Now You See Me (2013)


Directed by: Louis Leterrier (Clash of the Titans, Transporter 2, The Incredible Hulk)
Written by: Ed Solomon (screenplay), Boaz Yakin & Edward Ricourt (screenplay and story)
Starring: Jesse Eisenberg, Isla Fisher, Woody Harrelson, Dave Franco, Mark Ruffalo, Mélanie Laurent, Morgan Freeman, Michael Caine

I’ve learned to distrust trailers, as much as I enjoy them.  More times than not, a movie doesn’t live up to the hype presented in a 2min clip (Warm Bodies being the current exception).  In this case, the how’d-they-do-that thriller had me from the trailer and I rushed out to see it.  The movie, about four magicians who conduct a series of heists and the cop who is trying to capture them, has a great premise but it flounders as it tries to focus too much on a story that isn’t deftly constructed.

What I liked:  The movie is, quite simply, entertaining – if you ignore the holes.  It moves forward fluidly with a chuckle here and there and the characters are engaging if underdeveloped, to the movie’s great misfortune.  The Four Horsemen: Jesse Eisenberg, Woody Harrelson, Isla Fisher and Dave Franco have characters that suit their strengths as actors, which would be great fun if they were ever onscreen as more than a plot point.  Their grand spectacles are funny and baffling but fail to generate any tension.  Mark Ruffalo carries the film as the frustrated cop trying to catch up to their trail of larceny.  Riding his wave of frustration is the best part of the movie.

What I didn’t like:  Again, the premise is what engages but the follow-through is lacking.  For a movie that claims it is smarter than we are, I was overtly aware that it wasn’t, on most counts. That said, I did enjoy the trick reveals and the magicians’ great spectacles.  However, the movie never delves any deeper than the heist itself.  As David Denby noted in his New Yorker review, “It seems that the director, who also made “The Incredible Hulk” and “Clash of the Titans,” will do anything to distract us from the emptiness to which he has devoted himself.’  That said, we don’t all need depth to be entertained and I would recommend the movie as a fun summer flick.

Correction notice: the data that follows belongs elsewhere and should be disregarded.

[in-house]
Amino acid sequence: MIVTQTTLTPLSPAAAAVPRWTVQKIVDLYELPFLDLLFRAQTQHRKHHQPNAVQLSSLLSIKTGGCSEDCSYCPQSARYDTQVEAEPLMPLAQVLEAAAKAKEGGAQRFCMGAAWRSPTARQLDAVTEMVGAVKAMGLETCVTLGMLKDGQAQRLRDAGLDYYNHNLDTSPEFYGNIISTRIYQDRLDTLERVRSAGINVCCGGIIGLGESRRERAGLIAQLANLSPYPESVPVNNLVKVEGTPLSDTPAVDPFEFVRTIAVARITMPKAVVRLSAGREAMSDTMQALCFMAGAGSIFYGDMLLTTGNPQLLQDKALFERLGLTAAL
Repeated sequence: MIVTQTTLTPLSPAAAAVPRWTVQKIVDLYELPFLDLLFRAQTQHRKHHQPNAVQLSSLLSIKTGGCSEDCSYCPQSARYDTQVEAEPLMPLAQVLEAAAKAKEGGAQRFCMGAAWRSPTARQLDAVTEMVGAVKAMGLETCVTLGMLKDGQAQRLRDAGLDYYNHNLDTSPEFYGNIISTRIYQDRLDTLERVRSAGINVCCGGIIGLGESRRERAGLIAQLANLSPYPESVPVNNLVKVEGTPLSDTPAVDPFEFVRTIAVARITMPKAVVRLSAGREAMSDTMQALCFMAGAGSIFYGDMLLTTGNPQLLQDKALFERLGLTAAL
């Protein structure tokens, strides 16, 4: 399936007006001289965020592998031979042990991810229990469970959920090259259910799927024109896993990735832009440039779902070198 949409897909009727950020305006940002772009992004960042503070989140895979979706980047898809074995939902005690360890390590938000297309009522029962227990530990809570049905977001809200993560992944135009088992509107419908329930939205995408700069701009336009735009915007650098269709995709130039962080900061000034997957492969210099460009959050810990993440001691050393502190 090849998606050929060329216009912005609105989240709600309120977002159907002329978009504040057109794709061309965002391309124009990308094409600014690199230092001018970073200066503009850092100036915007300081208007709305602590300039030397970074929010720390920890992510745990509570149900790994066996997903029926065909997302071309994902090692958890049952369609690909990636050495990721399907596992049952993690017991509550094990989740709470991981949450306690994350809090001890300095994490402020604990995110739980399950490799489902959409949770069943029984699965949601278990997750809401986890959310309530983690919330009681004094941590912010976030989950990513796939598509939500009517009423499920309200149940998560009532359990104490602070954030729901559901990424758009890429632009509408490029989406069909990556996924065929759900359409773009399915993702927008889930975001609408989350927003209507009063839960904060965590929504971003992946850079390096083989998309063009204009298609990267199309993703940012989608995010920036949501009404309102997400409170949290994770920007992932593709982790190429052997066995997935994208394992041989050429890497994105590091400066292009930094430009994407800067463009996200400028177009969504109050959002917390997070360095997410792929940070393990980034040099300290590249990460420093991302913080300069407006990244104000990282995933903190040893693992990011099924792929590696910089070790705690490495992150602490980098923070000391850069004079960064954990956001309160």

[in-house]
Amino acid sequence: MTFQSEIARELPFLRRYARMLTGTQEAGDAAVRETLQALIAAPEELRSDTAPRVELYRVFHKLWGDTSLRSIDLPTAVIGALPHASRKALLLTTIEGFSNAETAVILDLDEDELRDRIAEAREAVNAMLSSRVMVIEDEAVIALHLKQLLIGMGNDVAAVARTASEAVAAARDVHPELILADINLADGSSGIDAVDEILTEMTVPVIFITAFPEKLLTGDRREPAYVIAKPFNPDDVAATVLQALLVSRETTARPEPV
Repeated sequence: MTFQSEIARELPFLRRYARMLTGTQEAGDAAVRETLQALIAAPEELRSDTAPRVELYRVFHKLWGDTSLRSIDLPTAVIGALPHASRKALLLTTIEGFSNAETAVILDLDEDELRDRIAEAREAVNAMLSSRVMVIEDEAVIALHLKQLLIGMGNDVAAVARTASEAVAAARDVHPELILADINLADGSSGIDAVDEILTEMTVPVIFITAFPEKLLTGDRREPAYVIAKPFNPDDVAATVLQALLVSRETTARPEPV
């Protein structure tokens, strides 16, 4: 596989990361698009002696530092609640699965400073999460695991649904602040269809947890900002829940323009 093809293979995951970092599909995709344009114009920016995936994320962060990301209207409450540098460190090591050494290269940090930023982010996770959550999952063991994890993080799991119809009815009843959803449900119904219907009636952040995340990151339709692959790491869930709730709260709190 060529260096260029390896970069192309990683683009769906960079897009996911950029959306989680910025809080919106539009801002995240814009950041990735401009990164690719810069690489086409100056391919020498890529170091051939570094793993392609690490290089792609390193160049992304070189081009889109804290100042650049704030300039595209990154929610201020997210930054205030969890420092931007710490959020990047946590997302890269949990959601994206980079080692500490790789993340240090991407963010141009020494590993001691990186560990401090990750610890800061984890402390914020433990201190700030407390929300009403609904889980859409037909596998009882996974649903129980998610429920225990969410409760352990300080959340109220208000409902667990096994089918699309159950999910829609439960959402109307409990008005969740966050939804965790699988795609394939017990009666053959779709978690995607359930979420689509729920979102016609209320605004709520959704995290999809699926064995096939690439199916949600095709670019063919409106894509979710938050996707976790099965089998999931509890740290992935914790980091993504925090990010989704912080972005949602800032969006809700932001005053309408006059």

My rating: Enjoy it for what it is, not for what it isn’t.

IMDb 7.5     rotten 47%


Headhunters (2011)

headhunters banner

Director: Morten Tyldum
Writers: Lars Gudmestad, Ulf Ryberg and Jo Nesbø (Novel)
Starring: Aksel Hennie, Nikolaj Coster-Waldau, Synnøve Macody Lund, Eivind Sander and Julie R. Ølgaard

It’s no easy task to recruit some people to watch a movie with subtitles (if it isn’t the Millennium Series) and I promoted the Norwegian film Headhunters to friends and family to the point of unrealistic expectations in the hopes that they would overlook their prejudices and enjoy one of the best crime thrillers I’ve seen in awhile.  I mention this because it was my father who most aptly described the movie as the credits began to roll:  “You see,” he said. “If you have a good story, you don’t need a big budget.”  This essentially sums up what I found most enjoyable about this movie: The story.  It has the feel of, as director Morten Tyldum mentions in the extras, an “American action movie” but was made for “the budget of those movies’ lunches.”

I’m sure if I deconstructed the plot I would find anomalies but the story, about a headhunter who moonlights as an art thief to satisfy the unattainably expensive tastes of his wife, coupled with gripping action, sleek design, raw characters and smooth acting as well as the beautiful Norwegian countryside (if in fact that is what we’re seeing) makes the movie a bite-your-fingernails adventure.

What I liked: The movie surprises you.  The formulaic action elements are all there but how the movie gets you from A to B is what makes this a real thriller.  While some critics have argued that the plot holds its twists too close the chest, I would argue that the ambitiousness of the film isn’t the main draw: it’s the journey.

What I didn’t like: The story doesn’t always make sense and the final reveal is unnecessary but, again, the holes enable the director to have some fun and I appreciated it.

My rating:  I wish I had seen it twice on the big screen.

IMDB: 7.5

Rottentomatoes: 92%